Sister Crowley wrote that her zone leaders took safety precautions when they saw the cracks in her cement apartment wall. They instructed Sister Crowley and her companion to stay the night with another pair of sister missionaries.

In addition to the minor damage to the LDS temple, news reports said the quake damaged many churches, including the collapse of the roof of Bohol Island’s Church of San Pedro, built in 1638, the New York Times reported. Officials said as many as 10 other historic churches were damaged.

Sister Crowley mentioned that damage in her letter home: "Over in Bohol, the big ancient Catholic churches that I walked by every day collapsed. Crazy."

Another missionary, Sister Teresa Davis, arrived in the Philippines to begin serving in the Cebu Mission last week. She, too, wrote home about the experience in a letter her family posted on her mission blog.

"My first earthquake," Sister Davis wrote. "The whole house was shaking but it only lasted for maybe a minute. None of us were hurt and nothing really fell down."

An Eagle, Idaho, family hadn't heard from their missionary yet, because she is serving on in Tagbiliran, the capital of Bohol, site of the quake's epicenter and where damage was worst.

Sister Jocelynn Clegg's mother Sandra posted this Tuesday night: "We were pretty anxious waiting to hear but were relieved to hear from her mission president last night in the middle of the night. 'She is okay!' She has been moved to stay in a home of the senior couple serving in that area and will stay there until the aftershocks have stopped and her apartment can be assessed for safety. We are feeling so blessed. Today is her p-day (preparation day) and the usual day that we get her email, but the mission office emailed today and said that it might be a few days until we hear from her because there is no power on the island right now."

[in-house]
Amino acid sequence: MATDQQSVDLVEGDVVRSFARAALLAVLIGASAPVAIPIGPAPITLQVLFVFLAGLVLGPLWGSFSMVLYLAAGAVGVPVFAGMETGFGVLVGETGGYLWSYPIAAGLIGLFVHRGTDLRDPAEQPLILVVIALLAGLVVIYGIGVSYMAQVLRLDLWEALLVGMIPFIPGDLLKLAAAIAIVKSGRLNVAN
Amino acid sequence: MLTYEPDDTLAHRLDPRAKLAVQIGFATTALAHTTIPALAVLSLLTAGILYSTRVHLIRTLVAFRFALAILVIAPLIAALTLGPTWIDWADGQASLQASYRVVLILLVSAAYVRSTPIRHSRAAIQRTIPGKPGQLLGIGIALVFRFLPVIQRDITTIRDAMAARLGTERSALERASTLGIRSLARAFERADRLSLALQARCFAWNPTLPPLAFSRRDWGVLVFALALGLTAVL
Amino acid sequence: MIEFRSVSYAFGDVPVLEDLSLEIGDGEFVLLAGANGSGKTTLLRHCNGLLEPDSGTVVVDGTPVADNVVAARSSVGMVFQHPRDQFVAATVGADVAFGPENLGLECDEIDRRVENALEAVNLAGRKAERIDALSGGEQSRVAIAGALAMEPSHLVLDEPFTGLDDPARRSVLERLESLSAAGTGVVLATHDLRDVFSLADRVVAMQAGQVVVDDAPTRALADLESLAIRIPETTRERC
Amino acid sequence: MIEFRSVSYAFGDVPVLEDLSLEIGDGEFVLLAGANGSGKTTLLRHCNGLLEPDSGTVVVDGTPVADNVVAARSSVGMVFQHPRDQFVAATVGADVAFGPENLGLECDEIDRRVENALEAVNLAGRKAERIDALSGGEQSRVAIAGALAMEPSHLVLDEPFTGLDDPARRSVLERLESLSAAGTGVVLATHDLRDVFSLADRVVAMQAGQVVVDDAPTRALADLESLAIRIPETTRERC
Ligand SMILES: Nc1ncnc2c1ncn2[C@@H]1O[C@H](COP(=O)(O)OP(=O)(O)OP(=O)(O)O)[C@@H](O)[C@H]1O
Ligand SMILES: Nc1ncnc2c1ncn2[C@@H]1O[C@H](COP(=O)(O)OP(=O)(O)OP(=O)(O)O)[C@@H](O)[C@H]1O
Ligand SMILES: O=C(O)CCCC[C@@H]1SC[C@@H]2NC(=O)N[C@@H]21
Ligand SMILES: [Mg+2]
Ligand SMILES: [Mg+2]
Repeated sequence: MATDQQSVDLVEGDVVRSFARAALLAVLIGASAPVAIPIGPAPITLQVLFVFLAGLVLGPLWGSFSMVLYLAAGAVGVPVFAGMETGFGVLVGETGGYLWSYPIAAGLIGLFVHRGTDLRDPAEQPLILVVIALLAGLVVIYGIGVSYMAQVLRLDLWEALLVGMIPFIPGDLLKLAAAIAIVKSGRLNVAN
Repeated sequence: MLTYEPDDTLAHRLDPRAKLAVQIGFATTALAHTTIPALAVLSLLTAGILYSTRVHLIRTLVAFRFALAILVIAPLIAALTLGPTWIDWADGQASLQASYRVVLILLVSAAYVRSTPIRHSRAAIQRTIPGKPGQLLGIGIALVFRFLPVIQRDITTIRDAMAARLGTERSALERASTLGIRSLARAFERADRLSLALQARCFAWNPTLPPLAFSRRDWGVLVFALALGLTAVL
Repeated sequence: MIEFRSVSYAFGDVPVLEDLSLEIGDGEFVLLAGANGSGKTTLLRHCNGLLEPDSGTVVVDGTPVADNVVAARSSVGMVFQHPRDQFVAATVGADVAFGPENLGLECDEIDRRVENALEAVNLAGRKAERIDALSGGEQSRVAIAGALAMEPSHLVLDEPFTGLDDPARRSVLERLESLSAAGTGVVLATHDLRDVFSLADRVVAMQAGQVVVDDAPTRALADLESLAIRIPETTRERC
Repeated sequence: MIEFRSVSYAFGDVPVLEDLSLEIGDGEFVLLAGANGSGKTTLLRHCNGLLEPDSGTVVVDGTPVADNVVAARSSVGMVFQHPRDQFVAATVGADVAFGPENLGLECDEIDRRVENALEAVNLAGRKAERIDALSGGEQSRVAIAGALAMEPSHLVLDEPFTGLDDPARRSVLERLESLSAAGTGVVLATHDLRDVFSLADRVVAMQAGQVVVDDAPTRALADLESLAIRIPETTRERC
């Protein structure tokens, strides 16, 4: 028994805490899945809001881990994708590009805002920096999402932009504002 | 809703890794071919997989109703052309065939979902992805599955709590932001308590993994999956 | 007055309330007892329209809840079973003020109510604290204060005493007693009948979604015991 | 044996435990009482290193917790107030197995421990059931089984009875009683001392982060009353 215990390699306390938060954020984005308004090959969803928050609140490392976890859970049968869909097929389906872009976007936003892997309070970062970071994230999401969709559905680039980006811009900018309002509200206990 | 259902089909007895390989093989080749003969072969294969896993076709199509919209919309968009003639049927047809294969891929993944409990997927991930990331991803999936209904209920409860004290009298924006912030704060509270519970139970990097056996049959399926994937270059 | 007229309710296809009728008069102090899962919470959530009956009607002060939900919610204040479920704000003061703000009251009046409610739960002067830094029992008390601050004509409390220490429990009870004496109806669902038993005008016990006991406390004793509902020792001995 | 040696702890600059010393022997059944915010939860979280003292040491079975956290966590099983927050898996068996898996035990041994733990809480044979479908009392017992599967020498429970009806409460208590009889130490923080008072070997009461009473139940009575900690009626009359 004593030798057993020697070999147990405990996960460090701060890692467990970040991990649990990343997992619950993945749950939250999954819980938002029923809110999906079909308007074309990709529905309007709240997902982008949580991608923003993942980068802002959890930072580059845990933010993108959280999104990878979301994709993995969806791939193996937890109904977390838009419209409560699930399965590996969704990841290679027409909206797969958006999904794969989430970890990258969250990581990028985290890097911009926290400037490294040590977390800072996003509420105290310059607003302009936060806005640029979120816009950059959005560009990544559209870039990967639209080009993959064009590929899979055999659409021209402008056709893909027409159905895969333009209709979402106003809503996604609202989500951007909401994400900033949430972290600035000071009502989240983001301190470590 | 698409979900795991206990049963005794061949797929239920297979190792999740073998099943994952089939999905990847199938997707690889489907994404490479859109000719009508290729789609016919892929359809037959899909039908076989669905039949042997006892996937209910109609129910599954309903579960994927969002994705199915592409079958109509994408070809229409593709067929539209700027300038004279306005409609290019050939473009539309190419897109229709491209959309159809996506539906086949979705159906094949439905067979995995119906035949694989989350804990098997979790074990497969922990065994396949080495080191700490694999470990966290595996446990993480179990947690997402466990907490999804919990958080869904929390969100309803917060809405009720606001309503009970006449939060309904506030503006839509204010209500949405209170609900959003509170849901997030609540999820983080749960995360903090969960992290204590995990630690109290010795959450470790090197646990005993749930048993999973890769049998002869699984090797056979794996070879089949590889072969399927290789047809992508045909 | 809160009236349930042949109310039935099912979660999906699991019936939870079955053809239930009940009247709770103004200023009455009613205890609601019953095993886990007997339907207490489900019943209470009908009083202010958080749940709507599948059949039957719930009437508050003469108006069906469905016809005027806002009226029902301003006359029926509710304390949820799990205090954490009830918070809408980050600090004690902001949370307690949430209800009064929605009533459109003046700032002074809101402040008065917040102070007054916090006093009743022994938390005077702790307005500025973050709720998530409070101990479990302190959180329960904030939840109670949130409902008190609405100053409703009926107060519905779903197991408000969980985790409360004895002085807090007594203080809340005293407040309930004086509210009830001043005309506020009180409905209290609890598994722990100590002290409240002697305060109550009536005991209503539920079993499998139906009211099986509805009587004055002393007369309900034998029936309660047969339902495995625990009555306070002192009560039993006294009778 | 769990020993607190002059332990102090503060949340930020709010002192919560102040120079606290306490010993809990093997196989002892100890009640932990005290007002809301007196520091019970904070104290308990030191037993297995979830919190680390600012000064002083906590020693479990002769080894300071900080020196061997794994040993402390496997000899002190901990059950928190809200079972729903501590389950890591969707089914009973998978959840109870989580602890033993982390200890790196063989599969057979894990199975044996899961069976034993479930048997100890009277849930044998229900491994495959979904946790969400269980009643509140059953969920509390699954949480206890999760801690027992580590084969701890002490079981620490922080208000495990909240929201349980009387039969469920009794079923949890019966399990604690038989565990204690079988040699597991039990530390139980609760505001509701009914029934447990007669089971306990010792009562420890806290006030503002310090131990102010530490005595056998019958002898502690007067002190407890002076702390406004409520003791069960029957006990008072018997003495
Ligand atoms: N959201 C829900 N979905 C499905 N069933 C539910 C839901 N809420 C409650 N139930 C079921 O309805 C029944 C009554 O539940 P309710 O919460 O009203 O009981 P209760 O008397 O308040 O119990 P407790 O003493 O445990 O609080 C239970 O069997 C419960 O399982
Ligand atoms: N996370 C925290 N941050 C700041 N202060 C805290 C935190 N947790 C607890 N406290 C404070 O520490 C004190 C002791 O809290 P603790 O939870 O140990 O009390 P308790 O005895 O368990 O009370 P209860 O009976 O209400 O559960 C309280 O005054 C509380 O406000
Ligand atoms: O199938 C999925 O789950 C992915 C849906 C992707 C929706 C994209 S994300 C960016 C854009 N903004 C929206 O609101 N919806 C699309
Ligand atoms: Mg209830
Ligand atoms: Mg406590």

The sister missionaries are representative of the biggest part of the LDS Church's missionary surge — the number of sister, or female, missionaries soared from 8,100 in October 2012 to 19,300 this month, according to the church. That is an increase of 140 percent.

The LDS Church has 21 missions in the Philippines, including the two in Cebu. The church created the Cebu East Mission on July 1. The church added 58 new missions this year as the number of missionaries jumped from 58,700 in October 2012 to 80,000 this month following church President Thomas S. Monson's announcement lowering the minimum age for missionaries.

There are more than 660,000 LDS Church members in the Philippines.

“A magnitude 7 earthquake has an energy equivalent to around 32 Hiroshima atomic bombs,” said Renato Solidum, director of the Philippine Institute of Volcanology and Seismology, during a televised press briefing. “Compared to the 2010 Haiti earthquake — that had a magnitude of 7.0, this one had a magnitude of 7.2, slightly stronger.”